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Keyword: Rocky Mountain bristlecone pine

Strategies, tools, and challenges for sustaining and restoring high elevation five-needle white pine forests in western North America

Publications Posted on: July 05, 2011
Many ecologically important, five-needle white pine forests that historically dominated the high elevation landscapes of western North America are now being heavily impacted by mountain pine beetle (Dendroctonus spp.) outbreaks, the exotic disease white pine blister rust (WPBR), and altered high elevation fire regimes. Management intervention using specially designed strategic treatments will be needed to conserve these keystone species.

Rust resistance in seedling families of Pinus albicaulis and Pinus strobiformis and implications for restoration

Publications Posted on: July 05, 2011
Infection and mortality levels from Cronartium ribicola, the fungus causing white pine blister rust, are very high in parts of the geographic range of Pinus albicaulis (whitebark pine) and P. strobiformis (Southwestern white pine). Genetic resistance to this non-native fungus will be one of the key factors in maintaining or restoring populations of these species in areas of high blister rust incidence.

Molecular dissection of white pine genetic resistance to Cronartium ribicola

Publications Posted on: July 05, 2011
Pinus monticola (Dougl. ex D. Don.) maintains a complex defence system that detects white pine blister rust pathogen (Cronartium ribicola J.C.Fisch.) and activates resistance responses. A thorough understanding of how it functions at the molecular level would provide us new strategies for creating forest trees with durable disease resistance. Our research focuses on molecular dissection of P.

Polymerase Chain Reaction (PCR) applications in white pine blister rust resistance screening

Publications Posted on: July 05, 2011
A goal of breeding programs for resistance to white pine blister rust is the development of multigenic resistance, even if the genetics and mechanisms of resistance may be imperfectly understood. The goal of multigenic resistance has prompted efforts to categorize host resistance reactions at increasingly finer scales, to identify heritable traits that may confer quantitative resistance.

Status of white pine blister rust and seed collections in california's high-elevation white pine species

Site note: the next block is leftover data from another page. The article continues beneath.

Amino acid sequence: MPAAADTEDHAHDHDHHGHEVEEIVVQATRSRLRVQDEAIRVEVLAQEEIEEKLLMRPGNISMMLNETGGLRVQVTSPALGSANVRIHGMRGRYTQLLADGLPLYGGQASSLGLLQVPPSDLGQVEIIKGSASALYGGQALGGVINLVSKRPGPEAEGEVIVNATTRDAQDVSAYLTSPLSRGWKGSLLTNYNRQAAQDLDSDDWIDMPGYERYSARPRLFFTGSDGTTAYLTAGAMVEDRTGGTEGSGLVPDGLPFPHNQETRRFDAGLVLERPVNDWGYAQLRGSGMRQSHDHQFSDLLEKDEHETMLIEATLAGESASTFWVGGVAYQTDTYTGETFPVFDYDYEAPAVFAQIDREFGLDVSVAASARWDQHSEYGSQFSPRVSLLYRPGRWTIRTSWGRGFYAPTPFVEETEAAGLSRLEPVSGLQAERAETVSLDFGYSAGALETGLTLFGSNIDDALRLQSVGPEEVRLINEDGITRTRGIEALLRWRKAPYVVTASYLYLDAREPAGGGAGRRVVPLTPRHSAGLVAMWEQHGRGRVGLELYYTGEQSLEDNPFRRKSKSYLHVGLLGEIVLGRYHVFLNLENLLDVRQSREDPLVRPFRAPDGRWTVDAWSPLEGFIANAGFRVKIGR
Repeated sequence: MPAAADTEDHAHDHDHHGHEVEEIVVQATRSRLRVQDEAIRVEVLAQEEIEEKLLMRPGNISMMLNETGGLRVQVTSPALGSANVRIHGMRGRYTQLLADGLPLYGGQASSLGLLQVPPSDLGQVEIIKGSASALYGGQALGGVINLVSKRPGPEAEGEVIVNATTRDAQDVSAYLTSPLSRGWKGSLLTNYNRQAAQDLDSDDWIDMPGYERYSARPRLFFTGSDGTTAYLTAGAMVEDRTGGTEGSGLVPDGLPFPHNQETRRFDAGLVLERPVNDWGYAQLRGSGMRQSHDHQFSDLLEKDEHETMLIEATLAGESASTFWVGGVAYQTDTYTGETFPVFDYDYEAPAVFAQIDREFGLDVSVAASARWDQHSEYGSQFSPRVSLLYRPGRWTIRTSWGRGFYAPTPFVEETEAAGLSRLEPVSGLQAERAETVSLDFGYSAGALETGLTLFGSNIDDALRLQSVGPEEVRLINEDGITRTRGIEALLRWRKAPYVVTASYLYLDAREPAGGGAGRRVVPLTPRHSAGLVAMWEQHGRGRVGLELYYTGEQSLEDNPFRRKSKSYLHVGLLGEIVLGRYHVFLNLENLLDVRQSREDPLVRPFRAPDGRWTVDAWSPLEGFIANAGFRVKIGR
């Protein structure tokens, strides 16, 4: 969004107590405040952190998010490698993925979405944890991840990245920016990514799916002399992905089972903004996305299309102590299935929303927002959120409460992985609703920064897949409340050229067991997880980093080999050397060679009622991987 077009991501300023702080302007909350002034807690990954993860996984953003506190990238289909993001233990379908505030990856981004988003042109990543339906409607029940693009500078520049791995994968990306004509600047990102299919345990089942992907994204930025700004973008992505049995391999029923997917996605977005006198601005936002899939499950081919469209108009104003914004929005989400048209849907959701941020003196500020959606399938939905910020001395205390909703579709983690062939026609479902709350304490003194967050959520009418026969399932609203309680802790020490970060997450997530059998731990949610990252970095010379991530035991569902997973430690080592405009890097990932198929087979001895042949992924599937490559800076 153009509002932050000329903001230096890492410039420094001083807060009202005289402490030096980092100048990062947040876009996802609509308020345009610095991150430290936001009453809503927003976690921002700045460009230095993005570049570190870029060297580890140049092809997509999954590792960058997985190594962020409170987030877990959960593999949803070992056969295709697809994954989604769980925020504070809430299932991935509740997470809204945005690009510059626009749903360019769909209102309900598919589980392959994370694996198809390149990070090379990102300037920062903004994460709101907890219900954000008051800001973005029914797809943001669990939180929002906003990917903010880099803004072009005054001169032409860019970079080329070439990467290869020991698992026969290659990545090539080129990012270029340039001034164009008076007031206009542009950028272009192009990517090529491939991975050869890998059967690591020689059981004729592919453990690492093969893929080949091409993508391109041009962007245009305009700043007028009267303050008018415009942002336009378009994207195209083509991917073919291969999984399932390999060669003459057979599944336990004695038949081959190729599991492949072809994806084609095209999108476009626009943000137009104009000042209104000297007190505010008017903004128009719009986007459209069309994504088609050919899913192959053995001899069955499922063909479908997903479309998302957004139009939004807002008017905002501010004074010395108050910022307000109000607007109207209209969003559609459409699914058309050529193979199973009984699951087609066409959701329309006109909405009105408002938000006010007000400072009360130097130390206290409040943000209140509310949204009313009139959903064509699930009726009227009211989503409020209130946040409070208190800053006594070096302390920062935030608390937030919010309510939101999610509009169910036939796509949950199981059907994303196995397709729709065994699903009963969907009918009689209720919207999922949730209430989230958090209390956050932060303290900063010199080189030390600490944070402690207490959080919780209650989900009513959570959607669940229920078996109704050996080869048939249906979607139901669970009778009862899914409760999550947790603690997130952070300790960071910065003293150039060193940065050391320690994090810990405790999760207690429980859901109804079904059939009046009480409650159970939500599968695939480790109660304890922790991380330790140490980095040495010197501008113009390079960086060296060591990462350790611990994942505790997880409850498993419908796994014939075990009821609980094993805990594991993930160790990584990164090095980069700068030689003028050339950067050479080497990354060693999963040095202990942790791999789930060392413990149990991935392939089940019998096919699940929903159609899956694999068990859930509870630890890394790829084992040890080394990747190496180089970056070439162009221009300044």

Publications Posted on: July 05, 2011
White pine blister rust (caused by the non-native pathogen Cronartium ribicola) reached northern California about 80 years ago. Over the years its spread southward had been primarily recorded on sugar pine. However, observations on its occurrence had also been reported in several of the higher elevation five-needled white pine species in California.

Preliminary overview of the first extensive rust resistance screening tests of Pinus flexilis and Pinus aristata

Publications Posted on: July 05, 2011
Limber pine ( Pinus flexilis James) and Rocky Mountain bristlecone pine (P. aristata Engelm.; hereafter referred to as bristlecone pine) are the dominant pines that occupy high elevation habitats of the southern Rockies.

Past and current investigations of the genetic resistance to cronartium ribicola in high-elevation five-needle pines

Publications Posted on: July 05, 2011
All nine species of white pines native to the U.S. or Canada are susceptible to the introduced pathogen Cronartium ribicola. Of the six high elevation white pine species, the severe infection and mortality levels of Pinus albicaulis have been the most documented, but blister rust also impacts P. aristata, P. balfouriana, P. flexilis and P. strobiformis; only P. longaeva has not been documented to be infected in its natural range.

Histological observations on needle colonization by Cronartium ribicola in susceptible and resistant seedlings of whitebark pine and limber pine

Publications Posted on: July 05, 2011
Resistance to white pine blister rust based on a hypersensitive response (HR) that is conferred by a dominant gene has been identified as functioning in needles of blister rust-resistant families of sugar pine, western white pine and southwestern white pine. The typical HR response displays a characteristic local necrosis at the site of infection in the needles during the early stages of needle colonization by Cronartium ribicola.

Can microscale meteorological conditions predict the impact of white pine blister rust in Colorado and Wyoming?

Publications Posted on: July 01, 2011
White pine blister rust occurs when there are compatible interactions between susceptible hosts (white pines and Ribes spp.), inoculum (Cronartium ribicola spores), and local weather conditions during infection. The five spore stages of the white pine blister rust (WPBR) fungus have specific temperature and moisture conditions necessary for production, germination, and dissemination of spores.

Re-measurement of whitebark pine infection and mortality in the Canadian Rockies

Publications Posted on: July 01, 2011
Whitebark pine (Pinus albicaulis) populations are under threat across the species' range from white pine blister rust (Cronartium ribicola), mountain pine beetle (Dendroctonus ponderosae), fire exclusion and climate change (Tomback and Achuff 2010).

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